1. Given what you know about your colleagues, students or friends, what role would you take if you were introducing them to a new device? Would you see yourself as a teacher/tutor or as a friend?
  2. Would you go for the approach of the Qtek Clubs described in the paper?
  3. How would you support your colleagues/students/friends in their learning? Would you create learning activities and, if so, of what kind?

In linking this activity to the broader themes of H800, you may like to consider whether, in your view, Qtek Clubs and similar forums are instances of learning by acquisition or learning by participation. Or a hybrid?

Before addressing the main questions related to this activity – a couple of quick points on the research paper. Firstly, I thought it was quite a weak piece of research. The paper devotes quite a lot of space to aspects that are unique to the particular device used in the research, which in my view is largely irrelevant to the broader aspects of smartphone use. Do we really need to know what the phone signal was like, or that make-up smears got on the screen when using it as a phone? Secondly, it is quite marked just how quickly a piece of research like this can become almost completely obsolete. The latest generation of smartphones are so superior to the one in this study that most of the findings have limited application in the context of the modern devices.

As for introducing colleagues, friends or students to new devices, I think the important thing is that people tend to use them in different ways. We need to discover what works best for us and the only way to do that is to play around with it yourself. Yes – of course it helps to be made aware of the potential of the devices, and new applications and so on, but ultimately these are personal devices and we have to use them ourselves. There is a vast amount of guidance online these days, and a simple YouTube search for any device would almost certainly yield a wide range of user-created videos which will show you how to do just about anything. I don't think I'd be particularly interested in the 'Qtek Club' approach.

Monday, 21 June 2010

The internet: everything you need to know

There's a very interesting piece written by John Naughton in this week's Observer.

I picked up on it from John Naughton's blog, and it seems to touch on several issues which we've been discussing in recent weeks.

Friday, 18 June 2010

H800: Week 18 – A3: The Observatory Report

Reading Web 2.0 for Learning and Teaching in Higher Education, by Tom Franklin and Mark van Harmelen on behalf of the Observatory on Borderless Higher Education

Just a very quick post on this activity as I find myself pressed for time and I want to get stuck into the social networking tools in subsequent activities.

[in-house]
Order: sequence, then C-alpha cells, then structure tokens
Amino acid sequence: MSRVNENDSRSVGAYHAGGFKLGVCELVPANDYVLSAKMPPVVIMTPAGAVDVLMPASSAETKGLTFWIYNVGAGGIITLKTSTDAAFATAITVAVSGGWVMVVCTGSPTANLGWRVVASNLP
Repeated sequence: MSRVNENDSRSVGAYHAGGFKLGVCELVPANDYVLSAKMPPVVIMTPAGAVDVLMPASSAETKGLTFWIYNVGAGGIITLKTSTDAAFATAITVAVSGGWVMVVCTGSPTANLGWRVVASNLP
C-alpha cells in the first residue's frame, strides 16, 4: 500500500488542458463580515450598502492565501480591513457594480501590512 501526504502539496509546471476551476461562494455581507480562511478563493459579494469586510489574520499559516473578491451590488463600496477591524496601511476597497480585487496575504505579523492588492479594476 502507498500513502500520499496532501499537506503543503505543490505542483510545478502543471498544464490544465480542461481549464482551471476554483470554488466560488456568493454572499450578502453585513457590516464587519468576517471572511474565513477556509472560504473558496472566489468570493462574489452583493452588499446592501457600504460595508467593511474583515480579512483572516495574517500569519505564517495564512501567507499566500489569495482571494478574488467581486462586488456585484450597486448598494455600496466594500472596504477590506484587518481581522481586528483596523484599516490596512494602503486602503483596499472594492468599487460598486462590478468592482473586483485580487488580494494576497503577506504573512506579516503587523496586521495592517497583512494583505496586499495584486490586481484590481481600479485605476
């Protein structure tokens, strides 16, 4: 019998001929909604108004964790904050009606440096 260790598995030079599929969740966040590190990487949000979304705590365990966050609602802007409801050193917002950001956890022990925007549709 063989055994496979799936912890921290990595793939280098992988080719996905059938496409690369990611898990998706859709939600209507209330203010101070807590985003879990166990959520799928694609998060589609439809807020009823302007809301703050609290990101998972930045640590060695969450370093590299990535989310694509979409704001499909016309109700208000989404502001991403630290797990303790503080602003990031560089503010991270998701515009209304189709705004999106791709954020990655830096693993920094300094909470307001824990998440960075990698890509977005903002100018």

The key things I took from this reading are that some universities clearly are addressing the challenges posed and opportunities afforded by Web 2.0. Certainly the universities referred to seem to have a clearer strategy and be much more advanced in their preparations than my own institution. There does seem to be a shift away from the centralised VLEs towards a more open, decentralised approach. I think John has previously referred to Elgg, but it is not a service that I am familiar with. It is interesting that several of the universities referred to in the report are adopting Elgg at University level and are reporting an enthusiastic take up amongst staff and students. I just wonder how much of this reporting is representative of the true picture. At Westminster a service known as CONNECT was introduced a couple of years ago, and this was actually referred to in the TLRP/TEL report (p20) which we read in Activity 2 this week. Anyone reading the report would get the impression that the service had been a fantastic success, but the reality is that I am not aware of anyone (staff or students) using it. I had a quick check this morning on the Connect homepage and the most recent post was a week ago, and prior to that the last post was two months ago!

I'm not suggesting that the same applies at other universities such as those adopting Elgg, but I am saying that the take-up figures published by universities need to be treated with some caution. Just because someone registers with a service does not necessarily mean that they are a regular user.

Thursday, 17 June 2010

H800: Week 18 – A2 – The researcher’s perspective

Various readings from: TLRP-TEL 2008 Report, Education 2.0? Designing the Web for Teaching and Learning

Crook: What are Web 2.0 technologies, and why do they matter?

The meaning of "virtualisation of exchange practices": In a face-to-face / physical context, exchange practices involve the direct, verbal and paper-based exchange of information, ideas and money between parties. In a Web 2.0 environment the practices are 'virtual' and there are infinite possibilities.

Selwyn: Educational hopes and fears for Web 2.0